Make an Appointment. Keep that Appointment.


The Day 8 section of reading for the digital book club I’m in has a couple of great sections on the idea of developing a practice. Although he doesn’t specifically use this word, I think a concept Steven Pressfield is trying to describe in his book Turning Pro is the concept of a kata. I’m not one of those weird white dudes creepily obsessed with Japanese culture (seriously, dudes, cut it out!), so allow me to mangle the definition by saying kata is basically the idea that there is a right way to do something, and you should practice doing it that way over and over.

I think the part that makes this an Eastern rather than a Western concept is that even once you feel like you’ve “got it” you keep doing it. Mastering a practice means that you find satisfaction in doing something well. It becomes its own reward. In the West, I feel like the moment we master something, it’s time to move on to the next thing we can become “experts” at.

Pressfield puts his own spin on this concept in his chapter entitled “The Professional Mindset as a Practice”:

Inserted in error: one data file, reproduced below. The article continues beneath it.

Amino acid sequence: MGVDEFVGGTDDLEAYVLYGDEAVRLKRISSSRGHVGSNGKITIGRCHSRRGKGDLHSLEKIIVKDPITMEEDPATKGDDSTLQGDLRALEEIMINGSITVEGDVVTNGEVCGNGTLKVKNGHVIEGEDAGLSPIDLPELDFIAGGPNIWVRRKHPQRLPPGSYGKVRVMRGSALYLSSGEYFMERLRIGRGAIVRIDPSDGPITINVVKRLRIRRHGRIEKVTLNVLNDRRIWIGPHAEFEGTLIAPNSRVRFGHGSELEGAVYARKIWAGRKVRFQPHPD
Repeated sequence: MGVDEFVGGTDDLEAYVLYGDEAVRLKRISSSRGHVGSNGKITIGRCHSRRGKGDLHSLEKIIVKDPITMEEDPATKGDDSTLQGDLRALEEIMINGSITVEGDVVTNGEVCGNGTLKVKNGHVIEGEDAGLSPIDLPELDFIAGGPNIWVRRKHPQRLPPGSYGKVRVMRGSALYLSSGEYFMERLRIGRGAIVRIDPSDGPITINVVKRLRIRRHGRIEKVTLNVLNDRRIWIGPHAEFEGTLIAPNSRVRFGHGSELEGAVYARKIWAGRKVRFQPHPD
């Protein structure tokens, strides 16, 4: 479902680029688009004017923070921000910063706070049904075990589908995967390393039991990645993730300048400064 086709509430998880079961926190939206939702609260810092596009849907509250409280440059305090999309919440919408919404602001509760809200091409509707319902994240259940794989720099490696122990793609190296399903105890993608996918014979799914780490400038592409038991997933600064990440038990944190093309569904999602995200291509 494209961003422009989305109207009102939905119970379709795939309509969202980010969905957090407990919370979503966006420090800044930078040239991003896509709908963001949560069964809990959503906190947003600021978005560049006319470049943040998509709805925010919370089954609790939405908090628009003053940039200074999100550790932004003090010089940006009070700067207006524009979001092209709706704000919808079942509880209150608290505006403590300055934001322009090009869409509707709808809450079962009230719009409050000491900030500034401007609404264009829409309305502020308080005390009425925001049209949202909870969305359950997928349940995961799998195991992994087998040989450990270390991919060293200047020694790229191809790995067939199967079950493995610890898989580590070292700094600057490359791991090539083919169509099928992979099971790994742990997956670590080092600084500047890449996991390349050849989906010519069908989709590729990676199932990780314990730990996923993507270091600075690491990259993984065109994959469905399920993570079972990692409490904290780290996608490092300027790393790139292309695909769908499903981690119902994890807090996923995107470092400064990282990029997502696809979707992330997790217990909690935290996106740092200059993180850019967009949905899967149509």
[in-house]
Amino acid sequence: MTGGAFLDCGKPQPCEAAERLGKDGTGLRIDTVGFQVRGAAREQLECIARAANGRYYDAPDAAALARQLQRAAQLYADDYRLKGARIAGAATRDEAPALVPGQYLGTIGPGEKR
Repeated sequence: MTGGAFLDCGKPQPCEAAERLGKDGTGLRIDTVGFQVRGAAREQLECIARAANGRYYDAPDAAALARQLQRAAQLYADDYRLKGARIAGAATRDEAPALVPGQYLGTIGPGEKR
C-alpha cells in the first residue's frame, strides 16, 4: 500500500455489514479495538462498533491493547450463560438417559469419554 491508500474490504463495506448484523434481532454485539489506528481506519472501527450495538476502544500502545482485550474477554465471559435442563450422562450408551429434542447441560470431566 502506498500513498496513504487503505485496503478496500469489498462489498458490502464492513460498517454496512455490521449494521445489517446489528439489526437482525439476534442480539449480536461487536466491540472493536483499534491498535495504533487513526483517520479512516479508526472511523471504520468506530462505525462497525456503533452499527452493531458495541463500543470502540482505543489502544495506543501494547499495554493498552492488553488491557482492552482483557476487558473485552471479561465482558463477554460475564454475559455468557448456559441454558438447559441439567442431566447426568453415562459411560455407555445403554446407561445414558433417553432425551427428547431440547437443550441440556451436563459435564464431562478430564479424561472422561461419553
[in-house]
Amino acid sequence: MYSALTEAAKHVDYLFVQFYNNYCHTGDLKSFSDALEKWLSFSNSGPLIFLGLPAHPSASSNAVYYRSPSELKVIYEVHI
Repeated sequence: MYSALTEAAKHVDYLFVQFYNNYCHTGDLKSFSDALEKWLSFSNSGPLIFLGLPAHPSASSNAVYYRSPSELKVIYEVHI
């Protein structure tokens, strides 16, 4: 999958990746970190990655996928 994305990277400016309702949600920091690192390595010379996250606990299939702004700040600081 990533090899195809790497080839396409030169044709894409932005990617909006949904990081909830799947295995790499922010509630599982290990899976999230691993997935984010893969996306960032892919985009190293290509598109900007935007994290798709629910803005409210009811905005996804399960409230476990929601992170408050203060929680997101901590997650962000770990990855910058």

A practice implies engagement in a ritual. A practice may be defined as the dedicated, daily exercise of commitment, will, and focused intention aimed, on one level, at the achievement of mastery in a field but, on a loftier level, intended to produce a communion with a power great than ourselves — call it whatever you life: God, mind, soul, Self, the Muse, the superconsicious. (p. 108)

He continues with this theme in his chapter, “A Practice Has a Time”:

The monks in their saffron robes mount the steps to the zendo at the same hour each morning. When the abbot strikes the chime, the monks place their palms together and sit.
You and I may have to operate in a more chaotic universe. but the object remains the same: to approach the mystery via order, commitment and passionate intention. (p. 110)

There was a time in my life I would have found this concept so boring I might have fallen asleep in the mddle of it. I was raised in a situation that wasn’t exactly chaotic, but wasn’t exactly the most orderly existence either. So to engage in this kind of ordered practice, day in and day out, seemed like a death sentence. Where’s the inspiration? Where’s the spontaneity??? I had gotten a little too used to the drama of it all. In Pressfield’s terminology, I was still an amateur.

My first steps towards this “turning pro” life came a few years ago when I came across this quote by Gustave Flaubert:

Be regular and orderly in your life, so that you may be violent and original in your work.

I’ll leave you with that, because it kind of says it all.